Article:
Who: London trio delivers the follow up to 2016’s Alas Salvation.
Sound: Yak conjures screwball blues, with stabs of grandeur, psychedelics, struggle, and politics. There’s a real reason they caught the attention of Jack White, Jason Pierce (Spiritualized), and Jay Watson (Tame Impala, GUM, Pond).
TFN Final Take: Danial Taylor described Yak’s debut, Alas Salvation as “sex, drugs and rock n roll.” Their newest album, Pursuit of Momentary Happiness, is all those things except the drug is identified as LSD and the album is truly a malaise, all or nothing creation. Pursuit of Momentary Happiness had frontman Oli Burslem struggling to find money and solid residence. These are only qualities that add to the bustle and fray of Pursuit of Momentary Happiness. During the title track, Burslem, in all of his grand choral glory, declares, “I just want to feel good.” it’s this ethos the powers the record. “Bellyache,” is a jam that could easily occupy space between the Black Rebel Motorcycle Club and the Dead Weather. Its’ metaphorical overindulgence is piss and vinegar with a sexy swagger. Burslem and his camp occupy the space between eccentric and desperation-not in a negative sense. “White Male Carnivore” is manic, buzz-saw rock anthemics. Burslem pleas for the downfall of assumed, politically correct, privileged. It’s only near the end of the song where he realizes his bitching is all for not, “He’s got the whole world in his hands,” he sings. “This House Has No Living Room” goes for haunting, sun-dazed self-reflection. What is considered the living room when living in a van? Pursuit of Momentary Happiness is an album that targets the garage-rock revival but, conjures the new formed thwart-rock genre. The record plays like an autobiography. Titles like: “Fired,” “Pursuit of Momentary Happiness,” “Blinded By The Lies,” “Pay Off Vs The Struggle,” and “Layin’ It On The Line. Burslem’s self-pity is never unnerving, only a bit obvious. But, this struggle still has a payoff, some pretty good romanticism, and blues-garage bangers.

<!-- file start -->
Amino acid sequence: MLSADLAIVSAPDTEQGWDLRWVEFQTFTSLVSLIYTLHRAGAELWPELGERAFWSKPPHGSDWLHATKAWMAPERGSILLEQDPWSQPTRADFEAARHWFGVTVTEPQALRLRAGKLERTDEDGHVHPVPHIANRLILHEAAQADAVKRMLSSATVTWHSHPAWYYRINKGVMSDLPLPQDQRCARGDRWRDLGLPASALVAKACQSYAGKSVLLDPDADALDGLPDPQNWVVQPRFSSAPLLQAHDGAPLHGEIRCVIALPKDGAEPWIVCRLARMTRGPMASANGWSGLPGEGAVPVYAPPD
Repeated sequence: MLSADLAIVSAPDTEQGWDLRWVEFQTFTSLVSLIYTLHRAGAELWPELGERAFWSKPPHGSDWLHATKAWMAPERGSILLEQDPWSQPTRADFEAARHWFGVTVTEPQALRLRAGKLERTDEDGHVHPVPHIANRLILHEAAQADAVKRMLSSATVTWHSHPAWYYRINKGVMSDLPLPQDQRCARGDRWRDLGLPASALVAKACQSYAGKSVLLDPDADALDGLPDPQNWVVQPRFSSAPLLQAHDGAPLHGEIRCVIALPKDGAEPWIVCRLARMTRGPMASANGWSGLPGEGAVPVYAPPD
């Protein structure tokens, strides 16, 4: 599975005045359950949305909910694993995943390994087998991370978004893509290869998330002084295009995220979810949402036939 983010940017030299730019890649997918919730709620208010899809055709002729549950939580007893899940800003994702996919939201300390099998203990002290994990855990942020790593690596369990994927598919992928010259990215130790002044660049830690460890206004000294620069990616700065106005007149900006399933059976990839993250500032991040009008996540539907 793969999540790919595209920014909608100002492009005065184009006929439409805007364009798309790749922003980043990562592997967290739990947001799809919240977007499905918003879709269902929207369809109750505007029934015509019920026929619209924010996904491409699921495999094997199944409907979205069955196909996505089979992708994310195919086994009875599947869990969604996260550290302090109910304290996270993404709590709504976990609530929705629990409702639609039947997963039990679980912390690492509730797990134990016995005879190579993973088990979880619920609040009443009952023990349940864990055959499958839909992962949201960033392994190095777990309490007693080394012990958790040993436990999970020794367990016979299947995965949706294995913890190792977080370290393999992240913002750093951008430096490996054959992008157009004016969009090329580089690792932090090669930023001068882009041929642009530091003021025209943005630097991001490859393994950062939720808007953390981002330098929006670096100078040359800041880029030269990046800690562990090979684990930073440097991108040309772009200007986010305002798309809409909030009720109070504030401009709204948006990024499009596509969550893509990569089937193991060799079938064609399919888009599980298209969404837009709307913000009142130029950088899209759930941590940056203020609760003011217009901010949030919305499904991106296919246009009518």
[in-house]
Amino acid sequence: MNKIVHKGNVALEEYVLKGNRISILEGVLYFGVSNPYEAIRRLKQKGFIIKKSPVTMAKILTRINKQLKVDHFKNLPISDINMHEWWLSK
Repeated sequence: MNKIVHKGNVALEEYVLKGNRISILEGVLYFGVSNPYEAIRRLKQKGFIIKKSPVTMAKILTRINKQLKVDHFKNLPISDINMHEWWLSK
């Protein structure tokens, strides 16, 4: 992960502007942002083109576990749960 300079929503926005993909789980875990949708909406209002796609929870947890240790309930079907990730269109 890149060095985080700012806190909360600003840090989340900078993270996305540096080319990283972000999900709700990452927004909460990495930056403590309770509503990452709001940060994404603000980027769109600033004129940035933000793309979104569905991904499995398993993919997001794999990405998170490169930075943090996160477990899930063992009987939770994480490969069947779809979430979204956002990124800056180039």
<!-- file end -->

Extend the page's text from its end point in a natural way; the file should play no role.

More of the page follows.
Third Man Records
– Reviewed by Christopher Tahy